Series: The Gunpowder Chronicles #1
on November 18, 2014
Buy on Amazon
In 1842, the gunpowder might of China’s Qing Dynasty fell to Britain’s steam engines. Furious, the Emperor ordered the death of his engineers—and killed China’s best chance of fighting back…
Since her father’s execution eight years ago, Jin Soling kept her family from falling into poverty. But her meager savings are running out, leaving her with no choice but to sell the last of her father’s possessions—her last memento of him.
Only, while attempting to find a buyer, Soling is caught and brought before the Crown Prince. Unlike his father, the Emperor, the Prince knows that the only chance of expelling the English invaders is to once again unite China’s cleverest minds to create fantastic weapons. He also realizes that Soling is the one person who could convince her father’s former allies—many who have turned rebel—to once again work for the Empire. He promises to restore her family name if she’ll help him in his cause.
But after the betrayal of her family all those years ago, Soling is unsure if she can trust anyone in the Forbidden City—even if her heart is longing to believe in the engineer with a hidden past who was once meant to be her husband…
This is an amazing price for this book! The Steampunk series the Gunpowder Chronicles is one of my favorites, and if you’ve never read Jeannie Lin, you’re in for a treat.
She’s re-releasing the series, and while I loved the original cover, this one blows it out of the water. Seriously.
When this came across my inbox, I saw 2 things that made me click YES! Jeannie Lin, and Steampunk.
There’s no blurb up, at least not one that tells much, so I went in fairly blind. All I knew was that it would be set in China during the Opium Wars (Boxer Rebellion), and it was a Steampunk.
That was enough for me. And it was such a fantastic read!
I’d probably classify this as a Steampunk Adventure, rather than a Steampunk Romance, only because the romance is not the main focus.
Soling is the daughter of the Emperor’s head engineer. Her family has fallen from Imperial favor, and she, her little brother, her mother, and their nurse, are living in poverty. Once, her father was the Emperor’s chief engineer, but after a naval defeat at the hands of Western invaders (which he told the emperor they weren’t equipped to win), he was chosen as the scapegoat and executed.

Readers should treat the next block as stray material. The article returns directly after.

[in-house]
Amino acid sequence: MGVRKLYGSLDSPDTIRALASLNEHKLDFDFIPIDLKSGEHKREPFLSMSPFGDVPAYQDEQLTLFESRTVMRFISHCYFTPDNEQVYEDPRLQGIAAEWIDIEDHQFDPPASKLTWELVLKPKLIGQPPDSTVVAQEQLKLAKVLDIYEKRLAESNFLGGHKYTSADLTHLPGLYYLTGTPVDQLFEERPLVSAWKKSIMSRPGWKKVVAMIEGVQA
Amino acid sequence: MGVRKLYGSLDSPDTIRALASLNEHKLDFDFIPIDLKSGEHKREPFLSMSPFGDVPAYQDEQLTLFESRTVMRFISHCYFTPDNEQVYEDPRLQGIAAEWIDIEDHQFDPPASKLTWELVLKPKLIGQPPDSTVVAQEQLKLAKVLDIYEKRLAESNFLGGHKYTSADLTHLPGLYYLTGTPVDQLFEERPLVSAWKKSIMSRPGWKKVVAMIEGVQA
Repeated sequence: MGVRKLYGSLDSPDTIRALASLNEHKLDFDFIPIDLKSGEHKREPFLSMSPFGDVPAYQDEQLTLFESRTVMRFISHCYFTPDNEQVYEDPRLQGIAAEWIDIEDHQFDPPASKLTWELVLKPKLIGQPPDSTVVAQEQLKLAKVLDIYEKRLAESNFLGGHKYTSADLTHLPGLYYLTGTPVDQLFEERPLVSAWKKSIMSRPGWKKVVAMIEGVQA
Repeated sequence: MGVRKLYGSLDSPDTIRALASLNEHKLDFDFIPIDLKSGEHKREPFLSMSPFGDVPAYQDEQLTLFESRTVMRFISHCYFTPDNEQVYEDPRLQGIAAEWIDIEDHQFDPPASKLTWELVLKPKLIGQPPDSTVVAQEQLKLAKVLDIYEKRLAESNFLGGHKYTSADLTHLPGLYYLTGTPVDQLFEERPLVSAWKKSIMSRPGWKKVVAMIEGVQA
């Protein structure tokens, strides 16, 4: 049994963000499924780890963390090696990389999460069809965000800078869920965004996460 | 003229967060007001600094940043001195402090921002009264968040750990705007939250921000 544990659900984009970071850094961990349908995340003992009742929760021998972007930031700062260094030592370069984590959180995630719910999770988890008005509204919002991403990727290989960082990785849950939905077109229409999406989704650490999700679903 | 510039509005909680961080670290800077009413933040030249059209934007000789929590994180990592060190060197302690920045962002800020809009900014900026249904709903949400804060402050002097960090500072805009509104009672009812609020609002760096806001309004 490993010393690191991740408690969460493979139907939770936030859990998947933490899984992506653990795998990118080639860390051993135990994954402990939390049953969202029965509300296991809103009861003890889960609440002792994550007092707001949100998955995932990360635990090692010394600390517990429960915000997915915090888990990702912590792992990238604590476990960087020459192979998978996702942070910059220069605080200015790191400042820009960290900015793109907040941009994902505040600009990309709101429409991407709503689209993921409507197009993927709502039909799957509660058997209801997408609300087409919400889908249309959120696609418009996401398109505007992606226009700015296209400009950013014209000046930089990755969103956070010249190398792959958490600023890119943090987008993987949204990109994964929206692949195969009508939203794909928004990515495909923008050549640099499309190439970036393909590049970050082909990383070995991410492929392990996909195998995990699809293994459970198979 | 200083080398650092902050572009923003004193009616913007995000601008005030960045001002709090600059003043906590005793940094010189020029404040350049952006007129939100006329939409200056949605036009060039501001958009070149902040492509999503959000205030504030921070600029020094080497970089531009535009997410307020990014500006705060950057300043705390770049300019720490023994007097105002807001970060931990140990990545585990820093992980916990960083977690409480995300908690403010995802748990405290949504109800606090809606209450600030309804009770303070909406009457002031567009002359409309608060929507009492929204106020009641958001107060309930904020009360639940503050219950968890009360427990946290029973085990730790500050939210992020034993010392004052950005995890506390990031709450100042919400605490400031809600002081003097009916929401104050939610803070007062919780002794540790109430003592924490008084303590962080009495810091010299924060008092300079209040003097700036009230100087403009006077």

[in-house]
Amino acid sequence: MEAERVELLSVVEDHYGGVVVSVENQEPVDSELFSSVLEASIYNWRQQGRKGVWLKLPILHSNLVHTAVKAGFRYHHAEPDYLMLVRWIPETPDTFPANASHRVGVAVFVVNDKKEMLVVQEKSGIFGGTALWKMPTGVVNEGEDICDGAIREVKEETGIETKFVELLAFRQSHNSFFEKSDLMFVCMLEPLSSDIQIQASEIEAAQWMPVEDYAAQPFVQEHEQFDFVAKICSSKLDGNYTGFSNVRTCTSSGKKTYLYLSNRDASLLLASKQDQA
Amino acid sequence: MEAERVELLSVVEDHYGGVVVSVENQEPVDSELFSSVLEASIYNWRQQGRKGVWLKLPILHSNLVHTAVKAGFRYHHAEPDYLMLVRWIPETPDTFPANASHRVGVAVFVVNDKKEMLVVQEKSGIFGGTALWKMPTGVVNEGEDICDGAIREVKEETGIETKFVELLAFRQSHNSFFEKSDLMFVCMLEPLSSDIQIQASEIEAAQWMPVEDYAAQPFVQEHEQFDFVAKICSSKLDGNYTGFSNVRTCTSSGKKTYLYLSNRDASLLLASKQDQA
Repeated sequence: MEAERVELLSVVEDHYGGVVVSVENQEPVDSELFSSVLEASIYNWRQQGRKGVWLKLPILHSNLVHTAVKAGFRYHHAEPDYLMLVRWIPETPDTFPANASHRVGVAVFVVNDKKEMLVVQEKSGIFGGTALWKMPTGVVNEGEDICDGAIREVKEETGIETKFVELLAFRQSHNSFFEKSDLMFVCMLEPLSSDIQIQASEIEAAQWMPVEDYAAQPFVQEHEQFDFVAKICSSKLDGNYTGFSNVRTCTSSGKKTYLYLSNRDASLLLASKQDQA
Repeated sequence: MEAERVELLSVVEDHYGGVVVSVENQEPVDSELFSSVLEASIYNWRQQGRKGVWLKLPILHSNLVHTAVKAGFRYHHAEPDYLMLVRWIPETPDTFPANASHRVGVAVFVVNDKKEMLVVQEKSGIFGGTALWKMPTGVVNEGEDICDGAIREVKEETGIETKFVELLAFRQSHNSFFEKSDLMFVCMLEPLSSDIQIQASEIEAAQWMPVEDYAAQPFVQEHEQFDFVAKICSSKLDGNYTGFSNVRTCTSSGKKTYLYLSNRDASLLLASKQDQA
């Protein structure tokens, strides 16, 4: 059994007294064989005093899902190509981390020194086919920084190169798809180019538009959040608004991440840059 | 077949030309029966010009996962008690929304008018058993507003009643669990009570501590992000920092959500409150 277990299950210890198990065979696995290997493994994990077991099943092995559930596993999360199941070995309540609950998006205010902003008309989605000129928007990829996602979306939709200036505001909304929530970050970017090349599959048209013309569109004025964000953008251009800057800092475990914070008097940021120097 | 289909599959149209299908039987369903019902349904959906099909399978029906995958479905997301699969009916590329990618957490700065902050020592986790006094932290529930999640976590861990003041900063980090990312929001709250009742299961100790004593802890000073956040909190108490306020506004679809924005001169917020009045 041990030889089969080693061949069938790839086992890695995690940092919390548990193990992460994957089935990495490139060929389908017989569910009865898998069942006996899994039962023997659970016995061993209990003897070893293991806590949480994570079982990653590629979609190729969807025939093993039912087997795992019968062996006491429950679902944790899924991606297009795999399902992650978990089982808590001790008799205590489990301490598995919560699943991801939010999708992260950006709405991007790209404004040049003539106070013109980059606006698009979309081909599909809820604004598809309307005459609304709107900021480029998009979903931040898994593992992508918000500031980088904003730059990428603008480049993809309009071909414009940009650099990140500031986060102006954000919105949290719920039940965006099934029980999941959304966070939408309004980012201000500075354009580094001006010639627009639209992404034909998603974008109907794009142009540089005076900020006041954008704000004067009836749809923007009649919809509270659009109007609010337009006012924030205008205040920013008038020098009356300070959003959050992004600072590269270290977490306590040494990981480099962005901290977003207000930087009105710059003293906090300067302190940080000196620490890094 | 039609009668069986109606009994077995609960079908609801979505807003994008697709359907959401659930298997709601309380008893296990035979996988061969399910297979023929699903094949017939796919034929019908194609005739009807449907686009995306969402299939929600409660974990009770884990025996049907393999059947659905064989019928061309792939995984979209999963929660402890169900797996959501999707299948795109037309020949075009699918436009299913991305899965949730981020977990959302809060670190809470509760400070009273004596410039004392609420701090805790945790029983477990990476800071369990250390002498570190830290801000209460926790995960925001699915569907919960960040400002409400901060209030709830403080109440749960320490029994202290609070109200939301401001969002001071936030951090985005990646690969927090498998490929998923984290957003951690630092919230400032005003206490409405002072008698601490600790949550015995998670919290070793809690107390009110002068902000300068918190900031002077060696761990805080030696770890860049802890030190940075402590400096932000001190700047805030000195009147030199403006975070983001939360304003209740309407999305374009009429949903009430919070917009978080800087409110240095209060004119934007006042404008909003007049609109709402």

8 years later, Soling is barely keeping food on the table through her work with her village doctor. This is not only odd for a woman, but odd for a gently bred woman at that. She’s trying to secure enough money to eat, but unfortunately, the fall from grace was too much for her mother, so Soling has to put some of her money aside for the opium her mother is addicted to.
Soling has pawned most of items of value they had left from her old life, but she finally decides she has to sell the last item of her father’s that she own. It’s a gold puzzle box. And no one will buy it. Desperate, and not knowing its worth, she presses ever deeper into the seedy parts of the city.
Her puzzle box has attracted undue, and unwanted, attention. The Imperial guard takes her and reunites her with, of all people, her former betrothed. He, then takes her to the prince. The prince believes her father was right; their navy had been no match for the Western forces. The prince also believes her father had designed a specific weapon, or explosive, before his death, and the prince wants it.
But the prince and her former fiancé aren’t the only ones who’ve noticed Soling. Before she knows it, she’s aboard a ship with one of her father’s former apprentices. And it’s clear he no longer sees her as a child.
He also brings a new theory to Soling. He believes the opium that is addicting their country is no ordinary opium, and that it’s got a more sinister element. He isn’t wrong.
Worried for her mother and little brother, Soling knows she has to get back to her family, but she also knows she has to see this adventure through.
There’s a lot going on, but Jeannie Lin writes so elegantly, you don’t realize how much politics factor into this Steampunk world until the end when you see where Soling is going. While there are gadgets aplenty, this book really focuses on the “punk” part of the Steampunk genre. With politics and rebellion dogging Soling’s heels, what can she do but continue her adventure?
I can’t wait to read the next book in the Gunpowder Chronicles, because I’m really invested in Soling’s journey, and I have to find out which side she chooses in the brewing rebellion.
With beautiful and vivid writing, Jeannie Lin transports you to 1800s China, and creates a world so fascinating, you won’t want to leave.
***ARC courtesy of Berkley Intermix